How to paint a table with a distressed look

Updated November 21, 2016

The distressed look gives new furniture a vintage makeover. Accent your home decor in Shabby Chic style when you learn how to distress a table or any other piece of furniture. This basic technique has impressive results despite the simplicity of the process. Once you finish your first distressed table, you'll get the urge to shop for new furniture so you can make it look old, too. This project finds new use for those older pieces of furniture left over from your yard sale; you'll fall in love with them all over again.

Clean off the table and remove any drawers or hardware it may have; set these off to the side. If the table is covered in a wax or shiny coating, sand it using medium-grade sandpaper until it has a rougher exterior and the gloss is gone.

Paint the table with a coat of primer. The primer will prepare the table for your paint job and help it look even; let the primer dry entirely before moving on.

Paint the table with two to three coats of furniture-grade paint. For a classic distressed look, choose a pastel paint colour like eggshell cream or pale buttery yellow. Another option is to go dark and paint the furniture a deep espresso brown or even black, depending on your decor. Let each coat of paint dry before adding another; when the paint is even and fully covers the table, you can stop. Let the painted furniture dry completely.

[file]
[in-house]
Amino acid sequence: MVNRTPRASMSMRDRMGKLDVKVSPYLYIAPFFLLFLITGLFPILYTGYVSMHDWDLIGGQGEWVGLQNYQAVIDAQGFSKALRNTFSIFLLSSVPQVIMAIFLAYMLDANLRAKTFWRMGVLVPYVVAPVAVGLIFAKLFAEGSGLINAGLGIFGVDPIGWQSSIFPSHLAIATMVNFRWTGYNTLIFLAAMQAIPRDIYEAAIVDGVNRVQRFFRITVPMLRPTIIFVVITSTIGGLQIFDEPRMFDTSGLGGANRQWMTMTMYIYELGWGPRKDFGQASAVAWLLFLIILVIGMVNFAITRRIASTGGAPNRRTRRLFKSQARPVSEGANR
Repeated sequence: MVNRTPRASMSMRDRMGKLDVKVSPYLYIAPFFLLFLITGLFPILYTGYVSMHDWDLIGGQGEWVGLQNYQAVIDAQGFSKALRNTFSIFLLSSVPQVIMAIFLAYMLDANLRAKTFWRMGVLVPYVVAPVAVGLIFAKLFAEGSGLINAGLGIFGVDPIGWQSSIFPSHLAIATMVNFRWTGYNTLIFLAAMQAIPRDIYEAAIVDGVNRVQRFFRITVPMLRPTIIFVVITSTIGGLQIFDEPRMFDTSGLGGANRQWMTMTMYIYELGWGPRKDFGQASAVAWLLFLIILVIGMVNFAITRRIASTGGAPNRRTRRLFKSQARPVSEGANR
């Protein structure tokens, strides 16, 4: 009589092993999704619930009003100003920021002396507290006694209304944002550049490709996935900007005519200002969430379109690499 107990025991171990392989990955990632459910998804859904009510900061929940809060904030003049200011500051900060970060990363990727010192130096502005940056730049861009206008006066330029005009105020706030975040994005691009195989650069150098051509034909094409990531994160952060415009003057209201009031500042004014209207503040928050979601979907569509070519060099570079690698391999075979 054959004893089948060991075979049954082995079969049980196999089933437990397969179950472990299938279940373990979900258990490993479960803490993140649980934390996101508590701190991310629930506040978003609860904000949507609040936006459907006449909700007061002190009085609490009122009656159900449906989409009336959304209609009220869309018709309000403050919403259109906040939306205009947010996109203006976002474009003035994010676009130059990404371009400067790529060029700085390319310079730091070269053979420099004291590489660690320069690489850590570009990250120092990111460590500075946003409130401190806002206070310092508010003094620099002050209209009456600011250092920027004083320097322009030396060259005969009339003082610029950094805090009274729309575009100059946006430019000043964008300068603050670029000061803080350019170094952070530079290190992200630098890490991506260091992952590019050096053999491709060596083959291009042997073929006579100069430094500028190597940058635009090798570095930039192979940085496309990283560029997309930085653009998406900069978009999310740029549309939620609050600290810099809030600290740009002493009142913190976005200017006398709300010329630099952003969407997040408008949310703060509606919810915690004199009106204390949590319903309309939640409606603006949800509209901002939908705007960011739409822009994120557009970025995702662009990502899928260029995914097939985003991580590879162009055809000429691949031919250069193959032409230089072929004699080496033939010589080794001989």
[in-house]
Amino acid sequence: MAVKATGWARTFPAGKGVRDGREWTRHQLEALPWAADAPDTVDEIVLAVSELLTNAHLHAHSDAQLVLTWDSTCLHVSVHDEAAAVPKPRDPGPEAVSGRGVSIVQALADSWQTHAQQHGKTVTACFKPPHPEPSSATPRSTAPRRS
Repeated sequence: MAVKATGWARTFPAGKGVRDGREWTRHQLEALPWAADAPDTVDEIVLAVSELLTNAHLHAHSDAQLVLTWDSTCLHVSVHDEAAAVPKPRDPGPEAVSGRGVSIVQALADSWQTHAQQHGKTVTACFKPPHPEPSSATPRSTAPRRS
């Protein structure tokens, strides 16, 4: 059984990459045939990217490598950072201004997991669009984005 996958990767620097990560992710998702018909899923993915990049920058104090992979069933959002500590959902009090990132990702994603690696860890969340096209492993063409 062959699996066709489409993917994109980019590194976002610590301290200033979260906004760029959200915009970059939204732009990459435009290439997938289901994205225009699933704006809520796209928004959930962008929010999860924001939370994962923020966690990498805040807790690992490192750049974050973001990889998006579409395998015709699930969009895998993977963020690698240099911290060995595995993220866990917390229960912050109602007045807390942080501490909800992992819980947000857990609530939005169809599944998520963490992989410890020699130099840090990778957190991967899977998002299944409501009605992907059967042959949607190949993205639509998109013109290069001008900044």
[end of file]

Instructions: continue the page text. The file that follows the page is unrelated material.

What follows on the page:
Use sandpaper to sand down the edges of the paint. Pay particular attention to the parts of the table that would naturally get the most abuse, such as the corners or edges. Sand down these areas until some of the wood shows through, then move on and sand other areas so the paint appears scratched and worn. Move around the table's surface, sanding each section with a varied degree of severity until you are satisfied with the result.

If the table has drawers, repeat the above steps with the drawer fronts.

Coat the table in a clear coat sealant or a furniture polishing product to protect the surface you worked so hard to create. Some furniture polish, such as those made with orange oil, will actually help to age the piece further and add to its new vintage charm. When the table is dry, replace any hardware or drawers that you removed previously.

Things You'll Need

  • Furniture cleaning solution
  • Rag
  • Sandpaper, medium grade
  • Paintbrushes
  • Primer
  • Paint
  • Furniture polish or clear coat
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